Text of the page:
St. Joseph parishioners show what it means to ‘love thy neighbor’

Bishop encourages parishes to take up second collection for flood victims


WEST WARWICK— St. Joseph Church parishioners proved that they truly know the meaning of loving thy neighbor as they continue to welcome those displaced from Sacred Heart Parish.

Bishop Thomas J. Tobin concelebrated the 8:30 a.m Mass with the two Providence Street pastors, Fathers Charles Downing and Richard Bucci, pastor of Sacred Heart Church, on Sunday at St. Joseph Church. While Sacred Heart suffered much damage from the recent flood, St. Joseph, located just up the hill, was not affected.

During the Mass, the bishop thanked both priests for being strong shepherds for their parishes and expressed his gratitude to the hospitable St. Joseph community.

“I want to thank members of St. Joseph for the very warm welcome,” he said. “Your hospitality has been a wonderful Christian example. Our prayer is that God will give all of you peace, especially those affected by flood in the region. The Lord will give you all new hope.”

During his homily, the bishop said that he has authorized diocesan assistance that will provide ongoing and long-term aid for those who are affected for months to come. He also encouraged that parishes throughout the diocese take up a second collection to assist flood victims.

Since the flooding began, the Catholic Church has provided $25,000 in assistance to those affected by the flooding for immediate needs such as clothing and food. Thanks to funds made available from the Diocesan Assistance Fund, the diocese’s West Warwick satellite office has been able to offer clothing and food assistance in the form of gift cards as well as vouchers for local laundromats.

“Please know that you are in my thoughts, on my heart,” the bishop said. “I walk with you during these difficult times.”

Jill and Luke Razza, parishioners of Sacred Heart Church, said that they felt uplifted after attending Mass at St. Joseph Church.

“It’s so emotional and so heartwarming. He [Father Downing] is such a wonderful priest, very welcoming, and he means it right from here,” Jill Razza said pointing to her heart. “It was really a wonderful experience. The bishop was also very inspiring. We need more Catholics like that.”

Sacred Heart parishioner Margaret Balasco, of Coventry, said that although she received a warm welcome from parishioners at St. Joseph, she is eager to return to her home parish.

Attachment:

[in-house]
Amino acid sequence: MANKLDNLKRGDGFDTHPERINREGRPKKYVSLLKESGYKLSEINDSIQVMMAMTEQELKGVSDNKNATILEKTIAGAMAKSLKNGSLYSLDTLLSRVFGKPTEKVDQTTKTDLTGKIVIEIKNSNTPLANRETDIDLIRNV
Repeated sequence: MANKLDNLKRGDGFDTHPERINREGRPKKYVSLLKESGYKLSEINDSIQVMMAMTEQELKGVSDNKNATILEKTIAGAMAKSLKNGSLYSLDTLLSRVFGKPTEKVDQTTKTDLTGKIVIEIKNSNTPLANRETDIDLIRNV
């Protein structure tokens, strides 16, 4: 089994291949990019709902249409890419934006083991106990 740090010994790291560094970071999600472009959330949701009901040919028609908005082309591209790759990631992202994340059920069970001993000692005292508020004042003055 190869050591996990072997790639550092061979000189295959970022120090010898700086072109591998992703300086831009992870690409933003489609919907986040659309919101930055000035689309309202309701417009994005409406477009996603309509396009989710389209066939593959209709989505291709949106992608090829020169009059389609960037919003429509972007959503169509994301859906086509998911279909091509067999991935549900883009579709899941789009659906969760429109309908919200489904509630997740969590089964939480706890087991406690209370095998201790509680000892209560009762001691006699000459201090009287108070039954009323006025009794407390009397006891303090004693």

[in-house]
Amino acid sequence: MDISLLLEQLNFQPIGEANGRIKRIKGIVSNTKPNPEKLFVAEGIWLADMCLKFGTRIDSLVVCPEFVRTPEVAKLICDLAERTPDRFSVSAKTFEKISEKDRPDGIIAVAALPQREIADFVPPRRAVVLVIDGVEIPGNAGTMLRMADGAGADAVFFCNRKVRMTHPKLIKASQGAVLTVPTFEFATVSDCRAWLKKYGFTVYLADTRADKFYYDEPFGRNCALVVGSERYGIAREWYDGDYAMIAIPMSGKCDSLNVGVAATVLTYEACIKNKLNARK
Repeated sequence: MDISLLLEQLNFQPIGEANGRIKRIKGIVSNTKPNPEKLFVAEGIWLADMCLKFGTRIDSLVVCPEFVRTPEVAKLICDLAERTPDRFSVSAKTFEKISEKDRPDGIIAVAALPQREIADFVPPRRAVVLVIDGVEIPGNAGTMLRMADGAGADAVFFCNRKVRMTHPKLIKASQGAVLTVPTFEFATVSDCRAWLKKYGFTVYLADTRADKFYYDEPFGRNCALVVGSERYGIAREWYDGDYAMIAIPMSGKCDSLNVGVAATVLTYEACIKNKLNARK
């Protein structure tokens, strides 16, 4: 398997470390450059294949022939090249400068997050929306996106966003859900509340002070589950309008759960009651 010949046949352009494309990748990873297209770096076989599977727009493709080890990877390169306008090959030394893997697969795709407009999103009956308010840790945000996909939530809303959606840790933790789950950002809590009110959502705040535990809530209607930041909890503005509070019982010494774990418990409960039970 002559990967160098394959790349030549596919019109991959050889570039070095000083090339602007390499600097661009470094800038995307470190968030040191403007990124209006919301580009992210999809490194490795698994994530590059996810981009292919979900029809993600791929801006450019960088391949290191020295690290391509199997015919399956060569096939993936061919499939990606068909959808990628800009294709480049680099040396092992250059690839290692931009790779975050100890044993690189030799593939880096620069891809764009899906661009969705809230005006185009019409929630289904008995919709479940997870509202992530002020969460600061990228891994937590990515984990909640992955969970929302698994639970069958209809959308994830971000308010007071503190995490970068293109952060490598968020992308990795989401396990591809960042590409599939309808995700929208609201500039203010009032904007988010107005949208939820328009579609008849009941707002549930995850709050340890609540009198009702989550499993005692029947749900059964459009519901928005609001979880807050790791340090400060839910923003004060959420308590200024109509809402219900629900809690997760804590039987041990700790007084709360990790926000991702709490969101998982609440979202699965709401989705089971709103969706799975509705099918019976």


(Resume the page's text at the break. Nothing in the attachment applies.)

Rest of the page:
“We miss it,” said Balasco. “We have been going to church at Sacred Heart since I came here from Italy 20 years ago. You are feeling welcomed, but you miss home.”

St. Joseph pastor, Father Charles Downing, said that the parishioners of Sacred Heart always have an open invitation to attend Mass and parish events and added that it is possible that Sacred Heart could reopen in a month.

“Sacred Heart parishioners are very gracious people,” he said. “The church was as full as Easter Mass.”

At a reception following the Mass, parishioners from both West Warwick parishes, including Robert Ritoli and his wife Frances, thanked the pastors and the bishop for their dedication to helping those in need.

“Everybody in this area has been touched by the flood in one way or another,” said Robert Ritoli. “The show of support here was very nice and very beneficial to many of the people. We are looking forward to the reopening of our parish.”

During troubling times, the bishop told the blended parishes to look to the Resurrection for hope, courage, and peace.

“We draw our life from Christ. Apart from Jesus we can do nothing,” he said. “This is a moment for us to renew our faith to strengthen our relationship with Christ-especially in the aftermath of the flood. Please be assured of my prayers for you and all of those affected throughout the state.”

In an effort to continue to help those affected by the flood, St. Joseph Church and the parish youth group are collecting sheets, towels, toiletries, pillows, bed linens, and cleaning supplies. People in need of items can stop by Saturday, April 17, from 9 a.m.-3 p.m.. and Sunday, April 18, from 1-3 p.m., and take what they need. For more information, call 821-4072.